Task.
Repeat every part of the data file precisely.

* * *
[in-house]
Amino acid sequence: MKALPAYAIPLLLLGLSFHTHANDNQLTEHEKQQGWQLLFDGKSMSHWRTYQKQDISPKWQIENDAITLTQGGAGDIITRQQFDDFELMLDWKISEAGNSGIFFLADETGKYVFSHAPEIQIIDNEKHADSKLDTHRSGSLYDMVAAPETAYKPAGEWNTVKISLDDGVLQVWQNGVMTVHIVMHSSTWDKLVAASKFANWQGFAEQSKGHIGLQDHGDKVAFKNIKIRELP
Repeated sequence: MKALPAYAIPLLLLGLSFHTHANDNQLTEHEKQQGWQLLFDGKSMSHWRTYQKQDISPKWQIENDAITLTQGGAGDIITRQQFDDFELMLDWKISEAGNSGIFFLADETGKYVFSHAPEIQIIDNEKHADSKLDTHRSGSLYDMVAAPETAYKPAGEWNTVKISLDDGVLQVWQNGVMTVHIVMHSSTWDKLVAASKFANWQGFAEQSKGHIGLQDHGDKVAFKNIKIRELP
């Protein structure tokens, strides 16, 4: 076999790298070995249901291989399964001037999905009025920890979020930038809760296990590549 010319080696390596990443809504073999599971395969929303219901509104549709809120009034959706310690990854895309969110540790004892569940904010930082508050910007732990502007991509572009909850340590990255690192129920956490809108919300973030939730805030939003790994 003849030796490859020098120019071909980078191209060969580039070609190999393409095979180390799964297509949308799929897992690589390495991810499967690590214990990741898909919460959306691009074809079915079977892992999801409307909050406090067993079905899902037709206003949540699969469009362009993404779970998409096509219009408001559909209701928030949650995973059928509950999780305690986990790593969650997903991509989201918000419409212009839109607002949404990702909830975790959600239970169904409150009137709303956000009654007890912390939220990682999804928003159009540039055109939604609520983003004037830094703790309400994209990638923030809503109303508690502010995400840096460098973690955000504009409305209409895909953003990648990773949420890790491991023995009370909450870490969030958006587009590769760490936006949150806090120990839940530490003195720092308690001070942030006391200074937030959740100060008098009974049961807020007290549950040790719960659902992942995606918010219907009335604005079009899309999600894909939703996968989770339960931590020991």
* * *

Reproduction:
[in-house]
Amino acid sequence: MKALPAYAIPLLLLGLSFHTHANDNQLTEHEKQQGWQLLFDGKSMSHWRTYQKQDISPKWQIENDAITLTQGGAGDIITRQQFDDFELMLDWKISEAGNSGIFFLADETGKYVFSHAPEIQIIDNEKHADSKLDTHRSGSLYDMVAAPETAYKPAGEWNTVKISLDDGVLQVWQNGVMTVHIVMHSSTWDKLVAASKFANWQGFAEQSKGHIGLQDHGDKVAFKNIKIRELP
Repeated sequence: MKALPAYAIPLLLLGLSFHTHANDNQLTEHEKQQGWQLLFDGKSMSHWRTYQKQDISPKWQIENDAITLTQGGAGDIITRQQFDDFELMLDWKISEAGNSGIFFLADETGKYVFSHAPEIQIIDNEKHADSKLDTHRSGSLYDMVAAPETAYKPAGEWNTVKISLDDGVLQVWQNGVMTVHIVMHSSTWDKLVAASKFANWQGFAEQSKGHIGLQDHGDKVAFKNIKIRELP
């Protein structure tokens, strides 16, 4: 076999790298070995249901291989399964001037999905009025920890979020930038809760296990590549 010319080696390596990443809504073999599971395969929303219901509104549709809120009034959706310690990854895309969110540790004892569940904010930082508050910007732990502007991509572009909850340590990255690192129920956490809108919300973030939730805030939003790994 003849030796490859020098120019071909980078191209060969580039070609190999393409095979180390799964297509949308799929897992690589390495991810499967690590214990990741898909919460959306691009074809079915079977892992999801409307909050406090067993079905899902037709206003949540699969469009362009993404779970998409096509219009408001559909209701928030949650995973059928509950999780305690986990790593969650997903991509989201918000419409212009839109607002949404990702909830975790959600239970169904409150009137709303956000009654007890912390939220990682999804928003159009540039055109939604609520983003004037830094703790309400994209990638923030809503109303508690502010995400840096460098973690955000504009409305209409895909953003990648990773949420890790491991023995009370909450870490969030958006587009590769760490936006949150806090120990839940530490003195720092308690001070942030006391200074937030959740100060008098009974049961807020007290549950040790719960659902992942995606918010219907009335604005079009899309999600894909939703996968989770339960931590020991």